To help travel managers and stakeholders keep tabs on border restrictions, Christopherson provides clients with access to a state and country entry restriction database on the COVID-19 Travel Information page of our website, includes a link to the database on every itinerary we send, and embeds the link in the online booking tool so your travelers can check border restrictions at time of booking.
Another good resource is from Global Rescue, who provides global travel risk and crisis management services and offers a free subscription to daily coronavirus alerts, which are sent directly to your inbox. The alerts include U.S. and international border restrictions, lockdowns, curfews, and stay-at-home orders, as well as testing and self-isolation regulations.
4. How do we track or verify mask mandates?
In January, President Biden signed the Executive Order on Promoting COVID-19 Safety in Domestic and International Travel, requiring masks to be worn at airports, on commercial aircraft, trains, public maritime vessels, intercity busses, and other public forms of transportation, thereby homogenizing unevenly applied restrictions throughout the United States.
However, as states lift mandates, and some counties continue to require them, keeping tabs on ever-changing regulations can be frustrating.
Fortunately, travel managers can track these changes through websites such as MultiState, AARP, and the National Academy for State Health Policy, who provide state-by-state face mask and other coronavirus-related requirements.
U.S. News & World Report also addresses state-by-state mask mandates in a recent article that provides links to regulations and additional state-specific COVID-19 information.
5. How do we handle airline tickets and credits that expire before travel resumes?
One of Daniel’s current challenges is “trying to use up expiring airline ticket credits that have vastly different rules by ticket, even on the same airline.”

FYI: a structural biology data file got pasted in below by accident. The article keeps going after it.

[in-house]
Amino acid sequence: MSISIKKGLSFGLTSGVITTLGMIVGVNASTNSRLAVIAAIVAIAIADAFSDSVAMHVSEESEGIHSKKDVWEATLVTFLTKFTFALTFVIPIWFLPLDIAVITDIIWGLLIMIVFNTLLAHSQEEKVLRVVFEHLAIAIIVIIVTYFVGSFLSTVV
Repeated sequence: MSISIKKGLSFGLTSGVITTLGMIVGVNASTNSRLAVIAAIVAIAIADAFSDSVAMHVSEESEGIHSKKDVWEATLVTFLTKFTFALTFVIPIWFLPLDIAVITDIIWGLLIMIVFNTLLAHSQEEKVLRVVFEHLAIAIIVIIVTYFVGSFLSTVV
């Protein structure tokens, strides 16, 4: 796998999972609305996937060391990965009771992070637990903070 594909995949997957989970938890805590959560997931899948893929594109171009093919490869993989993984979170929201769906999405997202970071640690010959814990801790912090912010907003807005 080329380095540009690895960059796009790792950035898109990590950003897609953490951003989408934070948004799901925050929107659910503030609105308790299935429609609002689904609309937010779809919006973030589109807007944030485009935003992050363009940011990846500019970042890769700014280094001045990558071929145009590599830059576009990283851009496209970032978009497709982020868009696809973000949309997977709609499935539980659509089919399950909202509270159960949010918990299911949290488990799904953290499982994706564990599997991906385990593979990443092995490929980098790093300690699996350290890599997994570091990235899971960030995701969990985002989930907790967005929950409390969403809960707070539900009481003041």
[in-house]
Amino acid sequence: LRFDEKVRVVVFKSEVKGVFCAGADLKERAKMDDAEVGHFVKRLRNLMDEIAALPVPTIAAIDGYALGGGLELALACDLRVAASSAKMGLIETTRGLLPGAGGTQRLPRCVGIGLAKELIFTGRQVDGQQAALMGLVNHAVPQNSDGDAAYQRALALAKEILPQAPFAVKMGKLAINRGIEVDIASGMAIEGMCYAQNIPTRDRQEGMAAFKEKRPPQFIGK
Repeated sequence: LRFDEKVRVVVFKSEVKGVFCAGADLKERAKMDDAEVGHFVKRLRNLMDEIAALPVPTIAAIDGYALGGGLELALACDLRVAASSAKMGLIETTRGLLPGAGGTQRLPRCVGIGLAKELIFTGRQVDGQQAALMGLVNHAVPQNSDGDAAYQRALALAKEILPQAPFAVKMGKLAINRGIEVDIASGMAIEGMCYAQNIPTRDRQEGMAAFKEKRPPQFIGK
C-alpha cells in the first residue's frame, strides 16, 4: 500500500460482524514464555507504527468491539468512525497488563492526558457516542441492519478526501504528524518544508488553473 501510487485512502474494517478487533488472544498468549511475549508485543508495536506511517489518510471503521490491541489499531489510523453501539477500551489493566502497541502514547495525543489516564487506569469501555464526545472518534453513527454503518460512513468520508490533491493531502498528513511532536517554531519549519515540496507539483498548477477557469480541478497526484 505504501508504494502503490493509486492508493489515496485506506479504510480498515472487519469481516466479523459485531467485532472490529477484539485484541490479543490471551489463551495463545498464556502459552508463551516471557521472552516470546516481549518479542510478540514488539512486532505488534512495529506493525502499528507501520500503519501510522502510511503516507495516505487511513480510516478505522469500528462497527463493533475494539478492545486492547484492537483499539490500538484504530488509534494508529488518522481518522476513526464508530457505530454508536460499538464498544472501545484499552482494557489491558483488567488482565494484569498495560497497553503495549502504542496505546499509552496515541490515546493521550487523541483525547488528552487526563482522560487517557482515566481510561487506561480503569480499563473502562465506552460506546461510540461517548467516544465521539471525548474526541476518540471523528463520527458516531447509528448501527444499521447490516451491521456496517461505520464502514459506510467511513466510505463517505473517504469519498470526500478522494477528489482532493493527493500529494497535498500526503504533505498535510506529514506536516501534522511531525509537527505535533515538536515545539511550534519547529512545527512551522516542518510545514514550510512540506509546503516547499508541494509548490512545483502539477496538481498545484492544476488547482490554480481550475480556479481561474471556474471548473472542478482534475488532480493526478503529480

Many travel managers are facing this dilemma, as unused tickets purchased before the pandemic creep nearer to their expiration dates.
“This year we had a ton of cancellations in February and March with COVID. We had intentions of going to New Zealand, so we’ve got UATP cards for Delta and United,” said J. Ross Salmon, Director of Administrative Services at Nu Skin Enterprises, “ . . . as well as AirBank credits.”
As Salmon mentioned, Christopherson’s AirBank tool is available to help travel managers track the life cycle of unused tickets, send automated alerts regarding ticket expiration, and ensure the use of these tickets when new flights are booked, regardless of whether they are booked online or with a travel advisor.
However, if your unused tickets approach expiration and your company hasn’t resumed traveling, your account manager wants to hear from you.
“If you find an unused ticket that doesn’t have an extended expiration date or is expiring, reach out to your account manager to see what options are available,” said Client Consultant Services Manager Dallas Stewart. “If you have a corporate agreement with the airline or a high-value ticket, we can try to get waivers for name changes or extend the ticket’s expiration date.”